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Marijuana: Stress Relieving or Stress Giving?

Marijuana: Stress Relieving or Stress Giving?

Stress is something that everyone experiences on a daily basis. Whether it stresses you out to drive to work, your job is stressful, you college course work is piling up, or you are taining a new pet to only potty outside, stress is everywhere all the time. Cannabis has always said to be an anti-anxiety and stress reliever but a new study is saying that these attributes are only based on the amount: the lower amount.

In a new study by researchers from the University of Illinois at Chicago and the University of Chicago, IL. is saying that when using cannabis as a stress reliever you should be using low doses. This team wanted to investigate the use of marijuana as a stress reliever and used 42 healthy volunteers between the ages of 18 and 40. All ot the volunteers have used cannabis before but were not daily users. The volunteers were split up into three different groups: a low dose group who received 7.5 mg of THC in capsule form, a moderate dose group who received 12.5 mb of THC in capsule form, and the placebo group that received no THC.

Emma Childs, an associate professor of Psychiatry at UIC College of medicine says, “The dose used in the study produce the effects that are equivalent to only a few puffs of a cannabis cigarette.” Childs explains that the choice of dosage was to “…avoid potential adverse effects or cardiovascular effects that can result from higher doses of THC.”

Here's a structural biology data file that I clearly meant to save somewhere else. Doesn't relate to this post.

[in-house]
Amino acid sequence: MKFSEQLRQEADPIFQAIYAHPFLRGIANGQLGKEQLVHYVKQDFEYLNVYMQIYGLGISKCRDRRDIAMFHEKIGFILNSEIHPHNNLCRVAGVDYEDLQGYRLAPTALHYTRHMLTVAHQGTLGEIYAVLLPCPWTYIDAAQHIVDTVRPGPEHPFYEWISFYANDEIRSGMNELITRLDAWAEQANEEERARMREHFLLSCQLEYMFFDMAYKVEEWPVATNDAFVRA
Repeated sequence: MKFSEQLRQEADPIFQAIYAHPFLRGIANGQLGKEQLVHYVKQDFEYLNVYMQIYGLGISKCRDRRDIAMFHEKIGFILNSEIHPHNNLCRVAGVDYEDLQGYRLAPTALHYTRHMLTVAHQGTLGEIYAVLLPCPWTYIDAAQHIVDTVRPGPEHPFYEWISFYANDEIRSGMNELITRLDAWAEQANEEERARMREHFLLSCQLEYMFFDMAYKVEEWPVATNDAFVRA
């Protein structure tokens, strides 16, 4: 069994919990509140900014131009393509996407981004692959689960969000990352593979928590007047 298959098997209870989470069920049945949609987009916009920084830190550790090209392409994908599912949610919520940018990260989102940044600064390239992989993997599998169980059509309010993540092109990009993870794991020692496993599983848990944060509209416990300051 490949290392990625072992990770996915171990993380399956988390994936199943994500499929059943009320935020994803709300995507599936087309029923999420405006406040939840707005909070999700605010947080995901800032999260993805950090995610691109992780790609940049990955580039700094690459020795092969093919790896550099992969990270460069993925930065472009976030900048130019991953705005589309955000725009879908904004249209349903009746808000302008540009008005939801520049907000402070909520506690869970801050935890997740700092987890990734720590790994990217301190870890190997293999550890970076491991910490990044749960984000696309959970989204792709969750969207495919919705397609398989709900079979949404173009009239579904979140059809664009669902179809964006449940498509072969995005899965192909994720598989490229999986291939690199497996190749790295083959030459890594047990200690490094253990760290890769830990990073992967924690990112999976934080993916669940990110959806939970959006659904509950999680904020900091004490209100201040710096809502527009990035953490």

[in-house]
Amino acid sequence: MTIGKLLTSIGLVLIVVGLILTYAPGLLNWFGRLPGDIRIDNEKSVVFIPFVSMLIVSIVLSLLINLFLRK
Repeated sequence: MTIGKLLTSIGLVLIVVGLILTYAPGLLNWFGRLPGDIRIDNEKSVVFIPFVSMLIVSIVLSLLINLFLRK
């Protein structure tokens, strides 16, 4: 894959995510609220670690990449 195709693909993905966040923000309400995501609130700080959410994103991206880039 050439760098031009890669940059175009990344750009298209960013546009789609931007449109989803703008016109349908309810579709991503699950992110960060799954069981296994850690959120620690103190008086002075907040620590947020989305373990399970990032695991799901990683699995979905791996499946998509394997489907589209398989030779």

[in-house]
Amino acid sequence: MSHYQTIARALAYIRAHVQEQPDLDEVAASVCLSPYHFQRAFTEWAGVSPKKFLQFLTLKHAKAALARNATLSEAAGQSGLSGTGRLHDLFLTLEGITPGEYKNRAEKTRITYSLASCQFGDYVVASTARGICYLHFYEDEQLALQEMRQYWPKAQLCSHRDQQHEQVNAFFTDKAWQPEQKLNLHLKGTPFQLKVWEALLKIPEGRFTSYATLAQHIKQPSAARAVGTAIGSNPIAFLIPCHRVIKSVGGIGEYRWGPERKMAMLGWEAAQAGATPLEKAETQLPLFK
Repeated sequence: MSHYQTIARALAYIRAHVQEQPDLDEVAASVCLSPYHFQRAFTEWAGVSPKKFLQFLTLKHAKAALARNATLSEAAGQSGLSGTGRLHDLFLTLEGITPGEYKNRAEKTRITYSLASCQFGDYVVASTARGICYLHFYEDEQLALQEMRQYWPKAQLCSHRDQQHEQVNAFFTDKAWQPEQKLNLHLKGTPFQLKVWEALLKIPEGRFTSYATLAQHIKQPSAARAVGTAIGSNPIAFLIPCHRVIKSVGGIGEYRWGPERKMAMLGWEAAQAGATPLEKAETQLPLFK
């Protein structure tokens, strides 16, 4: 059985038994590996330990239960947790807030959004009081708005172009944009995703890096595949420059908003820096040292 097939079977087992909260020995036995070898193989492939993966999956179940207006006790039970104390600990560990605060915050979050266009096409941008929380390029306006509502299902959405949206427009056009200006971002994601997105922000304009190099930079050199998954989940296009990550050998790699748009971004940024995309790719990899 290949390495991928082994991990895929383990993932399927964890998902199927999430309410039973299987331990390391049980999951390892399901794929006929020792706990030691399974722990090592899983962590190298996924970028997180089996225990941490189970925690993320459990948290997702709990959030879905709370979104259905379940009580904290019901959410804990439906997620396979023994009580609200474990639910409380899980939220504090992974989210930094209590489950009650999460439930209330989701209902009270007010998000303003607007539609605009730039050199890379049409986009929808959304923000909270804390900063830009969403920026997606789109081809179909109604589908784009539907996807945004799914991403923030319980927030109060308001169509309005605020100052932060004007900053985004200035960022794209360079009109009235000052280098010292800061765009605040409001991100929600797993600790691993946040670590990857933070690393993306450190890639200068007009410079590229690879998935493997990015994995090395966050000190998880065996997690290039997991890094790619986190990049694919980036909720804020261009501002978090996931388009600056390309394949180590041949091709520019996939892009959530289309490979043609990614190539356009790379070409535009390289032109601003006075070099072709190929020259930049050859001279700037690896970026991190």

During this study each participant took part in two 4 hour long sessions where they participated in a mock interview, challenging mathematical tasks, as well as having to explain their favorite movie/book and play five minutes of solitaire. Prior to the sessions taking place the participants relaxed for 2 hours so that the THC could enter the bloodstream.

The participants who received a low dose of THC reported less stress after the given tests. Those in the moderate dose group reported that the tasks were more challenging or even threatening. The participants that were given the higher doses also took longer pauses during their mock interview. Between all three groups blood pressure and heart rate were taken and there was no sign of any significant differences.
To read the full study made by the researchers from UIC and the University of Chicago the results were published in Drug and Alcohol Dependence.


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